[gets agreement to vandalise from someone elses account! ;)]
This image depicts an angle grinder.
Save – it’s saved on Wikimedia Commons.
For adding captions, select up to five languages in your preferences.
[going back to slides]
- Collab between Wiki in Africa, Histropedia, SDoC
- phabricator area (https://phabricator.wikimedia.org/project/profile/3981/) for this tool to enter bugs etc AND HELP
currently only in english and french - translation help welcome
images currently served in a random order. would prefer images lacking information to be served first. With 18000 images, it’s hard to ensure that all images are worked on if they’re presented in order.
Anyone can create campaigns!
Requires begin date, end date, categories, logo.
Then advertise this URL to the people involved in the URL. (they don't have to go tot he entry point of the tool, but can go directly to the campaign)
Tool is focused on Wiki Loves … campaigns, based on the country. But it’s open to any kind of category. You can create a campaign for Category:Stockholm.
up to 5 categories per campaign
Statistics: collect as much information as possible on participants.
often used during an event - this will help with reporting on the event - will even draw dataviz graphics for you
Information is already available as CSV, but next step is to make visualizations available directly.
We will launch a campaign, possibly around the end of the month, for Wiki Loves Africa, to get people more excited.[?]
Also will put out a comprehensive manual for users and campaign organisers.
If anyone has technical questions, find Sean, he can answer them or knows how to reach the other developers.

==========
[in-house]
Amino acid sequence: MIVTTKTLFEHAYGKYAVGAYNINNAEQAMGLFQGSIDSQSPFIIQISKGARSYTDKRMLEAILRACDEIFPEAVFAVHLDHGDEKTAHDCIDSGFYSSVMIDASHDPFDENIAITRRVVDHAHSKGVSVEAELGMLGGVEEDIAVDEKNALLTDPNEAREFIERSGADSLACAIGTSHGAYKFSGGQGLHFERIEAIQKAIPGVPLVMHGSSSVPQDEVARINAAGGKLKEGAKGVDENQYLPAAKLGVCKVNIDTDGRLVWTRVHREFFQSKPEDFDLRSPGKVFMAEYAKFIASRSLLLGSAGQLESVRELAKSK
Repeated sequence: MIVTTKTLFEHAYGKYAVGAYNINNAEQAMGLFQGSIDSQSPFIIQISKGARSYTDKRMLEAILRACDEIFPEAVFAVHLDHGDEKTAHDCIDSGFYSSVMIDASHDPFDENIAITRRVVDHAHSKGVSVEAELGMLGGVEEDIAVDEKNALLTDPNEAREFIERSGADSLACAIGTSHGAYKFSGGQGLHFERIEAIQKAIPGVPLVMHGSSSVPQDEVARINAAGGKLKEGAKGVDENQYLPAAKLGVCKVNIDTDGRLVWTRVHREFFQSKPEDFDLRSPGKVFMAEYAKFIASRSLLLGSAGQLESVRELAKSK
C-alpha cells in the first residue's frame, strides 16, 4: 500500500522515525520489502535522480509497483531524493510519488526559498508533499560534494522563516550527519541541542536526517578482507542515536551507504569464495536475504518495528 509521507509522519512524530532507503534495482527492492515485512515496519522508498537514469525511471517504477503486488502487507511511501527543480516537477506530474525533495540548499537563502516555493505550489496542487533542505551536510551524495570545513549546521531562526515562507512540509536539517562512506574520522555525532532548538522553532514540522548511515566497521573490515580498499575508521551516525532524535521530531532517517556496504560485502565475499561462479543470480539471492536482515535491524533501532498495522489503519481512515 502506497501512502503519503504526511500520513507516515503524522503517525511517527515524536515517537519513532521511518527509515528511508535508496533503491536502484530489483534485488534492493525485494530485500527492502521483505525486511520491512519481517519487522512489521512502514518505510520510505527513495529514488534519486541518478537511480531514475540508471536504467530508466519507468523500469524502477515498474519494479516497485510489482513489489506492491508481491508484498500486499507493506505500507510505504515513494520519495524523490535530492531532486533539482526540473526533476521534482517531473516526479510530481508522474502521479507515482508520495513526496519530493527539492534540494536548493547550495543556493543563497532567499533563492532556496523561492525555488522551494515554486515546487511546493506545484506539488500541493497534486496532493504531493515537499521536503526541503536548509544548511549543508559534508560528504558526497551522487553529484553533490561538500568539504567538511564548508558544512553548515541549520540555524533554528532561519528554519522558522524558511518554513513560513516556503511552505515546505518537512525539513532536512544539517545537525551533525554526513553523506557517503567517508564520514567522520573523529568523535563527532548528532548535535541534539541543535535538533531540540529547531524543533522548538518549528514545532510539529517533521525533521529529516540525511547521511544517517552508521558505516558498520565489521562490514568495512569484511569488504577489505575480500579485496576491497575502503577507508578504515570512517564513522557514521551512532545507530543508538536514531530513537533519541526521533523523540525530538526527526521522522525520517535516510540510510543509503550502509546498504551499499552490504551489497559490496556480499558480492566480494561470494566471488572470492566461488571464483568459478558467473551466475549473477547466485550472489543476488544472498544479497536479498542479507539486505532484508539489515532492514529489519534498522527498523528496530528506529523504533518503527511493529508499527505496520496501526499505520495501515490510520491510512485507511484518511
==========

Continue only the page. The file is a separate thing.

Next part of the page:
Q Susanna: we have a skolt sami workshop next week (!), but Sami is not a MediaWiki user interface language - are there any obstacles for having ISA in a sami language? It is available in wikidata..
- A Florence: Currently integrations are integrated fairly directly in the tool. Integration with TranslateWiki is “almost there”, “next couple of days” (Sean).
The depicted items come directly from Wikidata, need to be translated there.
Satdeep Gill (WMF): Digtization and Wikisource pilot[edit | edit source]
trying to work with wikisource, digitized books and SDC
For this pilot worked with Punjabi community.
Took a specific genre of Punjabi literature 19th and early 20th century, Qissa. Not much metadata available on these books. A lot of research was necessary to figure out whether the work is public domain or not.
We wanted to figure out the workflow for getting this content onto Wikidata and connecting it to Commons, and then to Wikisource.
Got 20 books from a private collection, collected metadata – some is on the books (name, author)… metadata collection is ongoing.
so far only 5 are know to be public domain
Wikidata items were already created, the bibliographic data is on Wikidata, at least whatever we have.
Works have also been scanned, ready to upload if public domain.